Rotator cuff problem - anyone here left undiagnosed for a long time?

Hi everyone - I wonder if there's anyone else here with a rotator cuff problem, and specifically if you've had problems getting it diagnosed and treated quickly enough? I won't bore you with the details but basically I've had a catalogue of misdiagnoses since I first got shoulder pain several years ago. I have a fibromyalgia diagnosis, so there's a tendency for the doctors to attribute any pain I get to fibro. I'm sick of hearing from the doctors "it's just your fibro" or "it's just muscular". :-(

Anyway, I finally managed to persuade my doc to send me for an X-ray of my worst shoulder (they're both dodgy, but the right is much worse than the left). Seeing the results, the doc was suddenly galvanised into action and started to take me seriously. Apparently, there's some narrowing of a space in the bone where the muscle/tendons join the bone at the shoulder (I guess due to osteoarthritis? I have this in several other places). They now fear that the muscle/tendon has become frayed or torn. I've got an appointment for an ultrasound scan in a few weeks to take a better look at it. If there's no tear, they'll give me a guided steroid injection there and then. If there is a tear, it will be physiotherapy - with a possible op if physio doesn't work.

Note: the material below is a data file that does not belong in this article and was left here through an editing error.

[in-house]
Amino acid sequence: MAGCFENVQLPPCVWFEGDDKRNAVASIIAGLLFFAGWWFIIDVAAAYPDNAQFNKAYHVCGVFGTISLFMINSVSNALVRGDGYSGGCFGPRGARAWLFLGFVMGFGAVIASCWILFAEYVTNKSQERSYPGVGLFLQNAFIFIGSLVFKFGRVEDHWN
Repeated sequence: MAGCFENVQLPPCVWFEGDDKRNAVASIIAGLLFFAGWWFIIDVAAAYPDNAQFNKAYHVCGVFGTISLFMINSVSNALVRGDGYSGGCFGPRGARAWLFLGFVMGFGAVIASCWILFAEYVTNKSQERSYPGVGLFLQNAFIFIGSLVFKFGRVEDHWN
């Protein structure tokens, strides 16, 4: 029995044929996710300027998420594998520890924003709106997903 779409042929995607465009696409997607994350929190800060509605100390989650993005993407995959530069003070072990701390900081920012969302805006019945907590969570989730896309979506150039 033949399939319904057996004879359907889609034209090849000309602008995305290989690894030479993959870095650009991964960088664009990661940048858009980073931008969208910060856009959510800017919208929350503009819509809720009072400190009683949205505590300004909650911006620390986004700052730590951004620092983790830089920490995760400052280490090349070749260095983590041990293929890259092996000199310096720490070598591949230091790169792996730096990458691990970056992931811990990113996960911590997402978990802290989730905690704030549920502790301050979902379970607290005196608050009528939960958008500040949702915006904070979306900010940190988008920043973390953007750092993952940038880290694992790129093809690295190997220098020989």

Anyway, I'm really annoyed that they've left me so long with this injury/problem. Everything I read about it says the sooner it's treated, the more likely it is to recover - but I've just been left to fester with it. Is there anyone else here who's had a rotator cuff injury left untreated for a long time? If so, have you been able to recover properly from it? Would love to hear. Thanks.

12 Replies

oldestnewest
  • Hi,

    I have had this problem and had the steriod injection, this has worked very well for the past 4 years.

    Good luck

  • Hi AMJ35 - glad to hear the steroid injection has worked well for you. I'm hoping that they don't find a tear so that they can do this, but it's been left so long, and is so painful, I'm really expecting there to be a tear. Was yours diagnosed quickly or not?

  • Hi